Look here, as the clock hit zero in New Orleans, and you see John Harbaugh, subdued when greeting his younger brother at midfield, but happier when greeted by his boss and family.
Scan elsewhere, and you’ll find Joe Flacco, relaxed and calm as usual even in his greatest moment of triumph, but casual enough to drop an F-bomb in front of the largest TV audience of the year.
And a few yards away, with the confetti falling all around him, you hear Ray Lewis let out one more yell as he buries Terrell Suggs in a long embrace, two banged-up warriors, one leaving on top, the other, like with fellow stalwarts Ed Reed and Matt Birk, finally getting to see what it feels like.
The Baltimore Ravens’ journey to an NFL championship more resembled the crazy plot twists of a wildly imagined novel or movie than most others. Tragedy, inspiration, upheaval, controversy, an epic playoff game and a strange, exhilarating Super Bowl – this had it all.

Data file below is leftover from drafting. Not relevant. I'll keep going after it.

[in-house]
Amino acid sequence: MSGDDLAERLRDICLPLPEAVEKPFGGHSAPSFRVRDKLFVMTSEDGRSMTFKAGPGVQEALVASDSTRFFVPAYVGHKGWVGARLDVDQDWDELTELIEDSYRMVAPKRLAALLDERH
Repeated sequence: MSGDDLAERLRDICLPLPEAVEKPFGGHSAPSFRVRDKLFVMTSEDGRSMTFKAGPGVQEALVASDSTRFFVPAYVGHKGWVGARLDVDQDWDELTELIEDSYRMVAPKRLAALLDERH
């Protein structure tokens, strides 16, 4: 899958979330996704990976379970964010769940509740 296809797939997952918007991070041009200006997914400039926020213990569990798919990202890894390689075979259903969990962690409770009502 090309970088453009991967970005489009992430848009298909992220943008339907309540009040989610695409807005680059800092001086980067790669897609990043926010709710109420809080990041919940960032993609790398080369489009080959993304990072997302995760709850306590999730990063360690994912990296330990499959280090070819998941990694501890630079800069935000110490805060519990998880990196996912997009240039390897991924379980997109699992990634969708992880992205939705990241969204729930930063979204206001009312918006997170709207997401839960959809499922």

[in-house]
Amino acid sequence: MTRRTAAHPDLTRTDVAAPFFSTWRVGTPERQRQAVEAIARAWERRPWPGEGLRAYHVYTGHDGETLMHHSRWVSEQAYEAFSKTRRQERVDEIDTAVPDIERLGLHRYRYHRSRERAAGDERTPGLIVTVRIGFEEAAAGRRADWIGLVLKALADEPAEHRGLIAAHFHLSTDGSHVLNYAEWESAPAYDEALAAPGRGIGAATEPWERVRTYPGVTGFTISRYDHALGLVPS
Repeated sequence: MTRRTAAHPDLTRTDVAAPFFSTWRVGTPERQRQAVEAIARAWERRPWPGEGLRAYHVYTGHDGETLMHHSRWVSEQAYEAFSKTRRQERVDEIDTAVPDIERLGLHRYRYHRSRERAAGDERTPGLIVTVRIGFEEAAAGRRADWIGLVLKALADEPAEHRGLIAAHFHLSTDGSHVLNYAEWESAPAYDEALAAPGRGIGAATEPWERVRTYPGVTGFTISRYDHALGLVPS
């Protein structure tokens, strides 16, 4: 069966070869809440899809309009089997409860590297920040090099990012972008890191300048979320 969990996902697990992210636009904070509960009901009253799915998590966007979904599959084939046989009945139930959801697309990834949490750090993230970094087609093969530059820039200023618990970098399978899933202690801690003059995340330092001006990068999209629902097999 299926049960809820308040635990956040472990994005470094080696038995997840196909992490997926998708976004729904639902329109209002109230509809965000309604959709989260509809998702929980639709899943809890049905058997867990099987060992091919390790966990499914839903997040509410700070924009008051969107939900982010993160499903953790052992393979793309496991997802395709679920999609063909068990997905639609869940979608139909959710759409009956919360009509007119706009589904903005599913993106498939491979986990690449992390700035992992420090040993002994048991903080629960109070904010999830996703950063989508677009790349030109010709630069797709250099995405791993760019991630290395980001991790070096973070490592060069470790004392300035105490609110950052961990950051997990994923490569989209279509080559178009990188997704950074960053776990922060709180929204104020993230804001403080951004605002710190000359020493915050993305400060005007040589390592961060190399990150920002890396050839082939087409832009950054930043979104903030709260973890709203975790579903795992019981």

Start with the passing of Art Modell Sept. 6, days before the season kicked off. True, he had sold his share of the Ravens franchise and Steve Bisciotti was in charge, but it was Modell that brought the NFL back to the passionate fans of Baltimore, in turn utterly ruining his legacy as a league leader because of the scars he gave to Cleveland. He was angel and devil, equally loved and loathed.
But the Ravens, of course, loved Art. They also loved O.J. Brigance, the one-time linebacker and current director of player development who, at age 38, was diagnosed with ALS, Lou Gehrig’s Disease, and they wanted to give him something special as he battled this incurable malady.
This already was a team spilling over with hunger after the way the previous season’s AFC Championship had ended in New England. Lee Evans couldn’t hold on to the winning touchdown. Billy Cundiff’s short, game-tying field goal hooked wide. Such things can ruin lesser teams, but it only drove the Ravens to get things right.